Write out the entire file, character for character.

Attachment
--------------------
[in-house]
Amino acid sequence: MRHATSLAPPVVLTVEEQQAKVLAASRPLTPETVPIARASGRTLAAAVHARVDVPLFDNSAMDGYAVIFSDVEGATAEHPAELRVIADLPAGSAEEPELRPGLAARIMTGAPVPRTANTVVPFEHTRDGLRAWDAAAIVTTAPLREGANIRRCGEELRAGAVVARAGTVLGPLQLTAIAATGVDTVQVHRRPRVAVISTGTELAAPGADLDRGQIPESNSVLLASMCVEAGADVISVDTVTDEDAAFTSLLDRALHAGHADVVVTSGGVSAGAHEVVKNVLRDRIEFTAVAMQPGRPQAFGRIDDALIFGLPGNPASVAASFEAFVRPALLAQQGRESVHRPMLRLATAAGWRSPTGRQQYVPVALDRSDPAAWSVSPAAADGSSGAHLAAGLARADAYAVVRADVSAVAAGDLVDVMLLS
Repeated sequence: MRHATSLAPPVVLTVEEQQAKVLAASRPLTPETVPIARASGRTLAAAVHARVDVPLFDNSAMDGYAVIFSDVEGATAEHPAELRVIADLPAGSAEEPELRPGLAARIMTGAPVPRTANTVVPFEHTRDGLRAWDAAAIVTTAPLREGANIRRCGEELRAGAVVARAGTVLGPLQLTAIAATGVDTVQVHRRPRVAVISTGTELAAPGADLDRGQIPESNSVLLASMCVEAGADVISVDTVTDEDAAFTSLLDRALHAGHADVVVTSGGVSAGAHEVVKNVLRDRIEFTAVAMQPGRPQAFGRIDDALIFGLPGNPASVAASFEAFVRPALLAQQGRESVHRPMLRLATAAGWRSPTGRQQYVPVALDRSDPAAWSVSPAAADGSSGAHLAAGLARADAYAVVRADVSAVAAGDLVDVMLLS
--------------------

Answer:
[in-house]
Amino acid sequence: MRHATSLAPPVVLTVEEQQAKVLAASRPLTPETVPIARASGRTLAAAVHARVDVPLFDNSAMDGYAVIFSDVEGATAEHPAELRVIADLPAGSAEEPELRPGLAARIMTGAPVPRTANTVVPFEHTRDGLRAWDAAAIVTTAPLREGANIRRCGEELRAGAVVARAGTVLGPLQLTAIAATGVDTVQVHRRPRVAVISTGTELAAPGADLDRGQIPESNSVLLASMCVEAGADVISVDTVTDEDAAFTSLLDRALHAGHADVVVTSGGVSAGAHEVVKNVLRDRIEFTAVAMQPGRPQAFGRIDDALIFGLPGNPASVAASFEAFVRPALLAQQGRESVHRPMLRLATAAGWRSPTGRQQYVPVALDRSDPAAWSVSPAAADGSSGAHLAAGLARADAYAVVRADVSAVAAGDLVDVMLLS
Repeated sequence: MRHATSLAPPVVLTVEEQQAKVLAASRPLTPETVPIARASGRTLAAAVHARVDVPLFDNSAMDGYAVIFSDVEGATAEHPAELRVIADLPAGSAEEPELRPGLAARIMTGAPVPRTANTVVPFEHTRDGLRAWDAAAIVTTAPLREGANIRRCGEELRAGAVVARAGTVLGPLQLTAIAATGVDTVQVHRRPRVAVISTGTELAAPGADLDRGQIPESNSVLLASMCVEAGADVISVDTVTDEDAAFTSLLDRALHAGHADVVVTSGGVSAGAHEVVKNVLRDRIEFTAVAMQPGRPQAFGRIDDALIFGLPGNPASVAASFEAFVRPALLAQQGRESVHRPMLRLATAAGWRSPTGRQQYVPVALDRSDPAAWSVSPAAADGSSGAHLAAGLARADAYAVVRADVSAVAAGDLVDVMLLS